Hatchet II (2010)

October 3, 2010 - 1:09am | Johnny D
  Tags: Adam Green, AJ Bowen, backwoods, blood, Clare Grant, Danielle Harris, gore, hatchet, homage, Kane Hodder, Kathryn Fiore, R.A. Mihailoff, sequel, slasher, spoof, swamps, Tom Holland, Tony Todd, victor crowley

Your rating: None Average: 7.1 (23 votes)
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Adam Green
Kane Hodder, Danielle Harris, AJ Bowen, Tom Holland, Clare Grant, Tony Todd, R.A. Mihailoff, Kathryn Fiore

The first Hatchet was a fun, trashy throwback to the slasher days of old done right.  It was by no means anything ground breaking, with more horror cameos and buckets of blood than actual plot, but as far as entertainment value went, it was top notch.  Like every film, it has its cynics.  If you’re one of them then avoid Hatchet II, as there is nothing new here that will persuade you over to the franchise.

Adam Green’s sequel picks up the moment its predecessor ends, plunging us into the midst of Marybeth’s (now played by the never aging Danielle Harris) escape from Victor Crowley’s swamp.  The following ninety minutes consist of exactly everything one would expect, filled to the brim with unbelievably over the top deaths and all around slasher mayhem.  Meaning it’s pretty much  just more of the same from the first one.  But I ask you, is that a bad thing?

If you’re sitting in the theater for Hatchet II then you are there for the sole reason to see Crowley dismember and disembowel everyone that crosses his path.  In that respect, the sequel is a success.  The body count is higher, the death scenes are more elaborate, the horror references are ever-present (albeit occasionally a little too heavy handed), the final girl is played by a much more capable actress, and we’re even thrown the bare essentials of a plot that expands Victor Crowley’s legend and it’s connections to the characters.

Much like the first film, there is nothing particularly scary going on here.  Green proved himself with Spiral and Frozen that he can master an atmospheric, building tension, and clearly here he wants to get back to having a great time.  Tony Todd returns to his cameo role of Reverend Voodoo, only this time it's been wisely expanded to one of the main leads.  There’s no question that Todd is a commanding presence on screen no matter what the role, and this is no exception.  While Kane Hodder’s Crowley is clearly THE villain of the film, it’s nonetheless heartwarming to see that Todd is still able to put on his best hushed whisper to creep the fuck out of anyone he talks to.  And, like, come one…it’s fucking Candyman going head to head with Jason Voorhees.  Badassery ensues.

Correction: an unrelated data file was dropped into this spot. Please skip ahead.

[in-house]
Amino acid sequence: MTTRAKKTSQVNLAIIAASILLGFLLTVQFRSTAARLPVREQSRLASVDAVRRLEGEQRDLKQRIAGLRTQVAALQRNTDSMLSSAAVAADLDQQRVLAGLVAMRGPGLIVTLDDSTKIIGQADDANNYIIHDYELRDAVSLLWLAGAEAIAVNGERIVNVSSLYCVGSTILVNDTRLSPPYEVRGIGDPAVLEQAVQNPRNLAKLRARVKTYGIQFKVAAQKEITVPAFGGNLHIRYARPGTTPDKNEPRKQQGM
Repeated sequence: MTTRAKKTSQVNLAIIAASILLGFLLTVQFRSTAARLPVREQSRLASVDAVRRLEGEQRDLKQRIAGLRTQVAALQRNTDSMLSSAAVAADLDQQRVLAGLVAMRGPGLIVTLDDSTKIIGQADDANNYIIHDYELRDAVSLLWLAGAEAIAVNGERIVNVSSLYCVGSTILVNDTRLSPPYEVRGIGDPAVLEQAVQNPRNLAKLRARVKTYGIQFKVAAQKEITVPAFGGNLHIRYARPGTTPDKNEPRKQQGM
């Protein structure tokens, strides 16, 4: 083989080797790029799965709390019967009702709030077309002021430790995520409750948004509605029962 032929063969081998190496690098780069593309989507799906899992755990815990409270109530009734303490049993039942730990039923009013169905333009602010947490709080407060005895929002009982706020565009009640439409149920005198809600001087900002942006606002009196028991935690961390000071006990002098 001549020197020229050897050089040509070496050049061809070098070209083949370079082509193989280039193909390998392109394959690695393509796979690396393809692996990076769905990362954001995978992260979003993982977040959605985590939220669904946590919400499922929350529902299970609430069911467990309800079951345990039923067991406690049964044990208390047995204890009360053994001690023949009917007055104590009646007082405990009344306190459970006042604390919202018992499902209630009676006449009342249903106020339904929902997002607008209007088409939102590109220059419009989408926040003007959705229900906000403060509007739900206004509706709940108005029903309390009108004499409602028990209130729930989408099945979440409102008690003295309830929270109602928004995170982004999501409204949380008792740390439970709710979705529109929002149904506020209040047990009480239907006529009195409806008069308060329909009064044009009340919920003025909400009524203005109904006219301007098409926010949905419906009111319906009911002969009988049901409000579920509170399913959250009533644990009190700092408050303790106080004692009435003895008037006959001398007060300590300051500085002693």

Taking over the role of Marybeth, originally played by Tamara Feldman, is an actress who should need zero introduction to horror fans.  The erection inducing Danielle Harris.  If you’re anything like me, you grew up watching Danielle.  Whether she was stabbing her foster mother with a pair of scissors or getting choked to death while her roommate thought she was getting smushed.  Feldman’s Marybeth was more of a afterthought character.  She kinda just chilled in the corner and didn’t speak much until way into the third act.  Harris’ Marybeth takes center stage as she starts off as the victim we left off with, but eventually has her moment of epicness as gallons of blood are blasted onto her purty little face.  Danielle delivers, and Feldman’s loss is the rest of our gain.

Hatchet II is not without problems.  The supporting characters are nothing more than stock rednecks that serve no other purpose than to add  to the body count, and in A.J. Bowen and Alexis Peters‘ case, provide for one helluva memorable sex scene.  The token black guy tells painfully unfunny jokes while everyone else just kind of exists.  Nothing against their performances per se, just that any kind of meat in the script was given to Harris, Todd, an Tom Holland (in the role of Marybeth’s uncle).  And I’m sorry to say this, Mr. Holland, but please stick to directing horror films instead of starring in them. 

I was also under the impression that the budget for this film was significantly higher than the first one, but there were a few scenes where an amateurish style peaked through.  The movie is clearly shot on video as opposed to film (which is swiftly becoming the norm), but there were a few night shots that LOOKED like cheap video and stood out from the scenes they were cut between.  Tis slightly nitpicky of me, true, but I just expected a more consistent level of professionalism for a production of this size.

Hatchet II is solely made for fans of the first film who are looking for more of the same blood-drenched, throwback fun.  Yeah, it's cheesy and dumb, but it’s also fast, violent, and comes to a screeching halt long before it can overstay its welcome.  Definitely worth the effort of seeking it out if only for the fact that who the hell knows when the next time a movie like this will make it to an actual theater chain.  Judging by the six people in my showing, probably no time soon.

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